The United Arab Emirates have reached a milestone for Arab space science. The Emirates Mars Mission (Hope Probe) reached the Red Planet yesterday at 19:30 GMT, where it will follow an elliptical orbit. It will take the probe as close as 1,000 km to the surface and as far as 49,380 km away! The Hope mission also hopes to become the first probe to provide a complete picture of the Martian atmosphere.
Hope is a particularly poignant mission, marking the first mission to Mars by a West Asian, Arab or Muslim-majority country. It was announced by President Sheikh Khalifa bin Zayed Al Nahyan in 2014. The mission hopes to expand opportunities for Emirati engineers and contribute to a knowledge-based economy in the UAE.
Hope Probe Objectives
The Hope probe has 3 main objectives. They are to:
- Understand climate dynamics and the global weather map through characterizing the lower atmosphere of Mars.
- Explain how the weather changes the escape of hydrogen and oxygen through correlating the lower atmosphere conditions with the upper atmosphere.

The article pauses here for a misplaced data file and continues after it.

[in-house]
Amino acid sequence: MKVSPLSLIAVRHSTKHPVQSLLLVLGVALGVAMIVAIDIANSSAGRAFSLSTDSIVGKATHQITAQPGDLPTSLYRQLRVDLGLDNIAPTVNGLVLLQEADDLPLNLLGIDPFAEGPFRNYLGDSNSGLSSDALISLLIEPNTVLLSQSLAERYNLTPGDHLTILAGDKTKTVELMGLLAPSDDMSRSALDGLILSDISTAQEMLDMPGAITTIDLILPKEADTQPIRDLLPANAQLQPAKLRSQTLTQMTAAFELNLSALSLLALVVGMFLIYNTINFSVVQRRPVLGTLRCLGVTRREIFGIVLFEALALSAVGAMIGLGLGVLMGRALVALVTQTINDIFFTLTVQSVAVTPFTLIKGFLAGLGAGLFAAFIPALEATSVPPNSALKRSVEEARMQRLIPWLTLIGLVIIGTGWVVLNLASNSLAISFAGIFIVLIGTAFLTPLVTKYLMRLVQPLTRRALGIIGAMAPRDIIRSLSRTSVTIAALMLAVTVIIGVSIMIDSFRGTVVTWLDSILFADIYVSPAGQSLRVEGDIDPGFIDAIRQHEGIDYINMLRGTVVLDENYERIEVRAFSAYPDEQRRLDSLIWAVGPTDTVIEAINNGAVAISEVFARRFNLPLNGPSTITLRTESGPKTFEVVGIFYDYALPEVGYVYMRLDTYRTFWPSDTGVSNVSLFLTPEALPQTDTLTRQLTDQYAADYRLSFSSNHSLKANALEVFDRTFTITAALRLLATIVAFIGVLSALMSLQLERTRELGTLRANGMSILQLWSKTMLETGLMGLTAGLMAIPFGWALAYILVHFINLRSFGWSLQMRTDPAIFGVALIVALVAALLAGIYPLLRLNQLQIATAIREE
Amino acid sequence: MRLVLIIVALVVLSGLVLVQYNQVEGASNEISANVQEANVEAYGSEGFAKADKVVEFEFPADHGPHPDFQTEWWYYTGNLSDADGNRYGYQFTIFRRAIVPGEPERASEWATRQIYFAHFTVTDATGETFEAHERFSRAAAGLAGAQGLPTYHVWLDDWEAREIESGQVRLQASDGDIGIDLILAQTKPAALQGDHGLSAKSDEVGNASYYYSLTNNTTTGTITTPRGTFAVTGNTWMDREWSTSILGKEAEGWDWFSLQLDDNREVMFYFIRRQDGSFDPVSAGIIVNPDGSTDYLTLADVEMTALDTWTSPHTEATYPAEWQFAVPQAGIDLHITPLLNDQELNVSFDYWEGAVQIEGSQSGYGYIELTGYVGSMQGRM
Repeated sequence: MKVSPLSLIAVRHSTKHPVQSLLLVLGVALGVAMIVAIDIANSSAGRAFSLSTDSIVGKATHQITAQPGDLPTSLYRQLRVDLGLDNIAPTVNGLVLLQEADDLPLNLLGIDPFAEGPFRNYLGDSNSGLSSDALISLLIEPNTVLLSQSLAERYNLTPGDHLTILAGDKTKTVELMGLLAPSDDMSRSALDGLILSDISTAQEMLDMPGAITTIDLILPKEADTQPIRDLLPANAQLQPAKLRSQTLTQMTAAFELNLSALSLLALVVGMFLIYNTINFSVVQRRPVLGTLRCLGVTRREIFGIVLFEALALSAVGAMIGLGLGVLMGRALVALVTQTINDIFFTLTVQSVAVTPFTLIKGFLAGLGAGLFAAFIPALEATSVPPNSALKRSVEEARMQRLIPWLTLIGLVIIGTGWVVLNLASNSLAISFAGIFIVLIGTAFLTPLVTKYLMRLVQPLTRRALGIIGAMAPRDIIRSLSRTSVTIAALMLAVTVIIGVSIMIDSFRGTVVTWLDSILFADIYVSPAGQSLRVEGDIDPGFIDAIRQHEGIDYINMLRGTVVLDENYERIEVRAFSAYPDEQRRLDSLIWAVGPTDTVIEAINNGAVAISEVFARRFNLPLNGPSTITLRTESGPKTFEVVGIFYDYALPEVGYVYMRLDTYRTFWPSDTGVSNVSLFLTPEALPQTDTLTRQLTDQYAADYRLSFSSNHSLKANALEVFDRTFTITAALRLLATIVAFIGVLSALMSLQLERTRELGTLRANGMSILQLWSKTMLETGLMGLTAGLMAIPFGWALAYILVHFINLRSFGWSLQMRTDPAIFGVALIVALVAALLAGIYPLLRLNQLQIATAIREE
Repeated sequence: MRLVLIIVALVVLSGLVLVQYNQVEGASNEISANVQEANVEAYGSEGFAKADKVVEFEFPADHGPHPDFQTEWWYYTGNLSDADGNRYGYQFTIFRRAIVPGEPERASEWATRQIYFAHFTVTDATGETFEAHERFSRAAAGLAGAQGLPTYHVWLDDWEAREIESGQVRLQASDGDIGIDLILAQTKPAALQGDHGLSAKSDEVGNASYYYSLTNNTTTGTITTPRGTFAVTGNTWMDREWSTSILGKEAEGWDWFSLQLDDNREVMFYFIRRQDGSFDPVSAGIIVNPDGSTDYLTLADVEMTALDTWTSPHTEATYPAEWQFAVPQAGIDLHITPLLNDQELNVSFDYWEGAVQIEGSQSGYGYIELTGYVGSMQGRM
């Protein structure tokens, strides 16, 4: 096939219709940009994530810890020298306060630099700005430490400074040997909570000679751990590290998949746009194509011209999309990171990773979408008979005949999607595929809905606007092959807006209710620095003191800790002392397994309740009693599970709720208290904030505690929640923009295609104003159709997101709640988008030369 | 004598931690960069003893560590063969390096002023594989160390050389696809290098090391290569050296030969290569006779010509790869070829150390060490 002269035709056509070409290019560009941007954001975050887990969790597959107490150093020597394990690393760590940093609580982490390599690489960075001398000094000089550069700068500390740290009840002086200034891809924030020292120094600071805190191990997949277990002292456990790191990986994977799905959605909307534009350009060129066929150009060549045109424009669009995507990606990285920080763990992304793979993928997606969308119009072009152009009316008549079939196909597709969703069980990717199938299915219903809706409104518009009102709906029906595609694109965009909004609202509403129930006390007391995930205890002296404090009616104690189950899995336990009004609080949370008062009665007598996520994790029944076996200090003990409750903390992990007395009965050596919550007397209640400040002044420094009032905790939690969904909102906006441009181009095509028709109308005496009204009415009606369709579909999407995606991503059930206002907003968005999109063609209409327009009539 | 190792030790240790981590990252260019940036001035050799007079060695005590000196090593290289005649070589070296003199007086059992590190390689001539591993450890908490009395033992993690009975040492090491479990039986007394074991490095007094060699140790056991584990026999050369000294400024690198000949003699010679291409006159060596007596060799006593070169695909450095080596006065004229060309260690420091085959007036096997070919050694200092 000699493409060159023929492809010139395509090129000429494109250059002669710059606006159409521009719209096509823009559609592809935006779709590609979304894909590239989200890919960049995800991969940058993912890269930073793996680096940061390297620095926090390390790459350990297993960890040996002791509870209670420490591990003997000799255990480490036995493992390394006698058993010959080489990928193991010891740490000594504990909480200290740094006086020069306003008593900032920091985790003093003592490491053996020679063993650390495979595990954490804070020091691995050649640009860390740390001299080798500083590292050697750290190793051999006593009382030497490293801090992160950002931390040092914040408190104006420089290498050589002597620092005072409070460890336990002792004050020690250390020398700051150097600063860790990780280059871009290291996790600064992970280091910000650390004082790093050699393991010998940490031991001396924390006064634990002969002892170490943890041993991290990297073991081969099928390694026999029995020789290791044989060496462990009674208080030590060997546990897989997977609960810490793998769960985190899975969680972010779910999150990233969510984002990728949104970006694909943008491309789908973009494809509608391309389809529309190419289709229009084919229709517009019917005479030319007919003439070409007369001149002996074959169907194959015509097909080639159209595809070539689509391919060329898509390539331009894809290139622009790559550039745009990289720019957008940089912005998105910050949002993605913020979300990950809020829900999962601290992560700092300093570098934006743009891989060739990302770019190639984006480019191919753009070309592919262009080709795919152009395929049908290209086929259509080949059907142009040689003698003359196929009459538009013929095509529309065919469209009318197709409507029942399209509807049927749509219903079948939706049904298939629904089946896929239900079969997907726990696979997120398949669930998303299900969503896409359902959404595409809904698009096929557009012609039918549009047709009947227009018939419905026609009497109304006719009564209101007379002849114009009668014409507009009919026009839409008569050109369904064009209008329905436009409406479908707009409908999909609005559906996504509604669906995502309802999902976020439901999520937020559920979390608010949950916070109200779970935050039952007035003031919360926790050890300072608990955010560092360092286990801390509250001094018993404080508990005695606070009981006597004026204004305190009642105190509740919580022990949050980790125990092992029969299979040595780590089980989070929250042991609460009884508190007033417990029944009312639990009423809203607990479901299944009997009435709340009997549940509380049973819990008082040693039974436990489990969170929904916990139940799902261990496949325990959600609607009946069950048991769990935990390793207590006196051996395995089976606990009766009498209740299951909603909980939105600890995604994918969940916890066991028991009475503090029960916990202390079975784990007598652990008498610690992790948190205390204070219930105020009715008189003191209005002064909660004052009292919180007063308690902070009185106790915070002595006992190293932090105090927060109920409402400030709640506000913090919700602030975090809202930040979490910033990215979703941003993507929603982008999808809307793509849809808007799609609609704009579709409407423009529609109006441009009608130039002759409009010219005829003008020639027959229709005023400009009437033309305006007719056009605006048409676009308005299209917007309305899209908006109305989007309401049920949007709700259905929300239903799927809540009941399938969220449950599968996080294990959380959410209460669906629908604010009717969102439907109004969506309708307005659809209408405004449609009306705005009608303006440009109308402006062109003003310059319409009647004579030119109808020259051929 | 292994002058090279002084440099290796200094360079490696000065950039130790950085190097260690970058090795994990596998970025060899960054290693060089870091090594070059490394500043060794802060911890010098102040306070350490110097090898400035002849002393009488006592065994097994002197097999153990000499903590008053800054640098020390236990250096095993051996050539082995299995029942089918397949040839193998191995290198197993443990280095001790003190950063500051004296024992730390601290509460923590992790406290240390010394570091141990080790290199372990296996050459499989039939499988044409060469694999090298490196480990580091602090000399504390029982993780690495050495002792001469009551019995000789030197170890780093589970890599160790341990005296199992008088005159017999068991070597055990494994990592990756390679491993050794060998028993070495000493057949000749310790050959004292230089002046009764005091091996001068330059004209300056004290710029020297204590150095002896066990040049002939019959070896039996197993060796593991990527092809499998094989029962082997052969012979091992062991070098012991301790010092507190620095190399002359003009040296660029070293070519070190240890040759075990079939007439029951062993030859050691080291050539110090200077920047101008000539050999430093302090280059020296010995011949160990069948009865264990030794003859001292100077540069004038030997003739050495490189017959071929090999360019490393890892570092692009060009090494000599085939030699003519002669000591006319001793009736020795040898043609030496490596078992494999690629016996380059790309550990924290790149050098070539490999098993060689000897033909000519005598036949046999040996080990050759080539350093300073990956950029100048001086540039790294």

- Understand the structure and variability of hydrogen and oxygen in the upper atmosphere, as well as identifying why Mars is losing them into space.
Essentially, the probe will act as a weather satellite. It will monitor both the weather changes and the distribution of hydrogen and oxygen in the atmosphere. It is accepted that Mars used to be warmer and contained liquid water. Now, the surface has become dry and dusty. Hope aims to fill in the gaps within our knowledge of Mars’ climate history and shed some light on how today’s Martian atmosphere came to be.
With an orbital period of 55 hours, the Hope probe is able to monitor the weather at different times of the day. This is something that most probes cannot do, as they orbit at a single local time. The probe contains 3 instruments:
- (EXI) Emirates eXploration Imager
- (EMIRS) Emirates Mars Infrared Spectrometer
- (EMUS) Emirates Mars Ultraviolet Spectrometer
Through each of these instruments, Hope is able to image Mars with in different wavelengths of light. EMIRS also measures the temperature of the surface and lower atmosphere. Plus, EMUS can measure the distribution of hydrogen and oxygen!
There’s sure to be exciting discoveries made from the Hope probe as it continues it’s journey!